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The Women Disciples — There’s More!

August 7, 2015
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In this post we will look in more depth at the presence of the women disciples toward the end of Luke’s Gospel and consider their significance. We’re following up on a previous post, “Jesus and His Traveling Disciplettes,” which explored the way Luke’s Gospel places women as a regular presence among Jesus’ disciples throughout his ministry (beginning in Luke 8:1).

Here’s a rundown of what happened beginning in Luke 23:

  • The women who had followed Jesus from Galilee watched their Savior’s crucifixion at a distance (Luke 23:49). They are singled out because they about to become major actors in this plotline.
  • These same “women who had come with Jesus from Galilee” followed Jesus’ body, saw the tomb, and saw his body laid in it. (Luke 23:55) They became the only witnesses among the disciple group of the exact location where Jesus was buried.
  • “The women” then became the first witnesses of the empty tomb on Sunday morning, when they arrived with burial spices. Instead of the body of Jesus, they found two gleaming men who explained the absence of Jesus. (Luke 24:1-5)
  • The men remind the women what Jesus had told them back in Galilee (Luke 24:6-7). The women then remembered that, yes, Jesus had told them that (Luke 24:8).
  • They ran back and reported their discovery to “the Eleven and to all the others.” The guys were unwilling to believe the news, because “their words seemed to them like nonsense.” (Luke 24:9-10)
  • “The women” were finally identified as “Mary Magdalene, Joanna, Mary the mother of James, and the others with them.” (Luke 24:9)
  • The resurrected Jesus walks along with two disciples on the road to Emmaus. These two report to Jesus that “some of our women amazed us.”Some of the guys, including Peter, went to check out their story “and found it just as the women had said.” Imagine that. (Luke 24:23-24)
  • The Emmaus pair returned to Jerusalem and found “the Eleven and those with them,” who said, essentially, “What the women said was true!” (Luke 24:33-34)
  • Jesus suddenly appeared to this same group. (Luke 24:36) He explained the scriptures about himself and told them, “The Messiah will suffer and rise from the dead on the third day, and repentance for the forgiveness of sins will be preached in his name to all nations, beginning at Jerusalem.” He reminded them that they were “witnesses of these things.” (Luke 24:38-48)
  • Jesus told them he would send what his Father had promised and that they should stay in Jerusalem until they had “been clothed with power from on high.” (Luke 24:38-49)
  • After he ascended, they (still the same group) returned to Jerusalem, and “they stayed continually at the temple, praising God.” (Luke 24:50-53)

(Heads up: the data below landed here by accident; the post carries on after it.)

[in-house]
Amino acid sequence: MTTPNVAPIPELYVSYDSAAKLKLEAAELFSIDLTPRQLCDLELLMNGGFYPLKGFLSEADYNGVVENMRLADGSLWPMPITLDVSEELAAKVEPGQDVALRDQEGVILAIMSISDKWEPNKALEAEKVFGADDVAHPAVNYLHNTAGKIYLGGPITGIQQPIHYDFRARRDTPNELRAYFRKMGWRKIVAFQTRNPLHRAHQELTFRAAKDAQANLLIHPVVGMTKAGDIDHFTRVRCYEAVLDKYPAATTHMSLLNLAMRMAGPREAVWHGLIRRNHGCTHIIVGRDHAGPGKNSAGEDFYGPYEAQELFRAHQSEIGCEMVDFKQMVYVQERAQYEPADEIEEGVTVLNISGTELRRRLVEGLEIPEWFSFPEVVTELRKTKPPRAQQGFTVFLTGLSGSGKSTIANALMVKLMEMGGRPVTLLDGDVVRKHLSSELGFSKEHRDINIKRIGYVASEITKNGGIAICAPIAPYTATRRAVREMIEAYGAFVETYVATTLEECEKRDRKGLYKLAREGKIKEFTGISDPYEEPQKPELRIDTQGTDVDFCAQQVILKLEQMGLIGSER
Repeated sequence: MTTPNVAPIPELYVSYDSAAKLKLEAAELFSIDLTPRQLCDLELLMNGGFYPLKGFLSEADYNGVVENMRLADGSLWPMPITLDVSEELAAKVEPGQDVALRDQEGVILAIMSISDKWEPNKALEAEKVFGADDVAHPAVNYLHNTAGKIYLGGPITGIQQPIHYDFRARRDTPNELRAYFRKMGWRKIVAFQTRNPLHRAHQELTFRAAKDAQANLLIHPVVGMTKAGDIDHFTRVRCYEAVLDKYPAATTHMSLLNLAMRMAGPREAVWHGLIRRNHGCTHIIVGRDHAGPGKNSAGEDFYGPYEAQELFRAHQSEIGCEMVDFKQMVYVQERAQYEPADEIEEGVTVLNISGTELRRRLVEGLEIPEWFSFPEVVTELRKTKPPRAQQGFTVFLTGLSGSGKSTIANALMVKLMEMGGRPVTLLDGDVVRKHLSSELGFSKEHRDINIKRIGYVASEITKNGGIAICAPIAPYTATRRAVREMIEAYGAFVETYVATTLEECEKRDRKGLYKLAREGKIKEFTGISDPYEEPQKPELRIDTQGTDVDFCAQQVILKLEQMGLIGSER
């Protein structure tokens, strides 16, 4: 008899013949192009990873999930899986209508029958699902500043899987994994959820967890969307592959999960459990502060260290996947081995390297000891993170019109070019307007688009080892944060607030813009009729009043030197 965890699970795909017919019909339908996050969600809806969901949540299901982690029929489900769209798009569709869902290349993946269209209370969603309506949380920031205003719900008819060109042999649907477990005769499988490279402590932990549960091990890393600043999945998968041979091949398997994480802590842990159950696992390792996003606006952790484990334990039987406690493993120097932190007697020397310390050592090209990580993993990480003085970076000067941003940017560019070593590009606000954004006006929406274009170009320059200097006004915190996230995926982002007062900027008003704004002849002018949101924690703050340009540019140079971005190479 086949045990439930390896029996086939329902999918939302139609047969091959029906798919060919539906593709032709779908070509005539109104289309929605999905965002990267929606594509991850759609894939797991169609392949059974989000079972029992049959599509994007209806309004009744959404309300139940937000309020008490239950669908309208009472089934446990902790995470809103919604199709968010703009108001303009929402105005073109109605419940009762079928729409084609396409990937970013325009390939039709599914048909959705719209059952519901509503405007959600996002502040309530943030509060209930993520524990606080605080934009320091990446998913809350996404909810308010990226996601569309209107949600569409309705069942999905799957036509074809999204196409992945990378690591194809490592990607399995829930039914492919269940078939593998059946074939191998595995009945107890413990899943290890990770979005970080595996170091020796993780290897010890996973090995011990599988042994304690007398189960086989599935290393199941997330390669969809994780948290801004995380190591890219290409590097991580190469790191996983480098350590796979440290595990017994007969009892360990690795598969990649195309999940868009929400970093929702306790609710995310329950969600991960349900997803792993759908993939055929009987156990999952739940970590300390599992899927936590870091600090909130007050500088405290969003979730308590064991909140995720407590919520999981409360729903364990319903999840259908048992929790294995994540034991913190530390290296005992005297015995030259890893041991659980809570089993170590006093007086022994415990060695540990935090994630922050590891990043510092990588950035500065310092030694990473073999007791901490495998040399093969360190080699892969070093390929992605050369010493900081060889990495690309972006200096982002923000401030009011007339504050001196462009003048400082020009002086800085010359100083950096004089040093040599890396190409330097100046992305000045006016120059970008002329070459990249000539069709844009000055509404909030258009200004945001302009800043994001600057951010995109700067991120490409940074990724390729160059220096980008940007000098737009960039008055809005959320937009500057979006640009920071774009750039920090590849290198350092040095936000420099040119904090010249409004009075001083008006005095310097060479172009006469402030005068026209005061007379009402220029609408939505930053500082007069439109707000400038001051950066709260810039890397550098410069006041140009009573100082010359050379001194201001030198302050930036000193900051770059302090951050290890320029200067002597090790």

• In Jerusalem the Eleven joined “together constantly in prayer,along with the women and Mary the mother of Jesus, and with his brothers” (Acts 1:14).
  • On the day of Pentecost “all of them” were filled with the Holy Spirit (Acts 1:1). As part of his sermon Peter reminded the audience that what they were currently experiencing was prophesied in Joel:

“In the last days, God says,
I will pour out my Spirit on all people.
Your sons and daughters will prophesy,
your young men will see visions,
your old men will dream dreams.
Even on my servants, both men and women,
I will pour out my Spirit in those days,
and they will prophesy…”
(Acts 2:17-18; bold type added for emphasis)

Where the other three Gospels focus on the activity of the apostles, Luke provides a fuller, richer picture of a small community of followers of Jesus that included women as hearers, learners, and witnesses at all the key points of his ministry. Then they became recipients of Luke’s version of the commissioning to share their witness by the power of the Spirit, which they received right along with the apostles on Pentecost.

Does it seem likely that these women shut down after these events and went home to keep their silence? Looking across all the unique material in Luke about women, Richard Baukham* surmises that some of these disciples were very likely primary sources for the author. That may even be the reason Luke identified Mary Magdalene and Joanna both in chapter 8 and at the empty tomb. Mary Magdalene was clearly the most well-known of the female followers of Jesus and is named in all four Gospels as a witness, but Joanna is unknown elsewhere in the scriptures. Luke identified them for a reason, and the contribution of one or both of them to his narrative may be it.

If there was ever a good reason for studying the Gospels as individual works of literature, as I encouraged in my last post, this is it. The story of women’s involvement in the ministry of Jesus is uniquely told in Luke and provides an exciting foundation for understanding the full picture of women’s place in the Kingdom of God.

 

*See Gospel Women: Studies of the Named Women in the Gospels by Richard Baukham (2002, Eerdmans).

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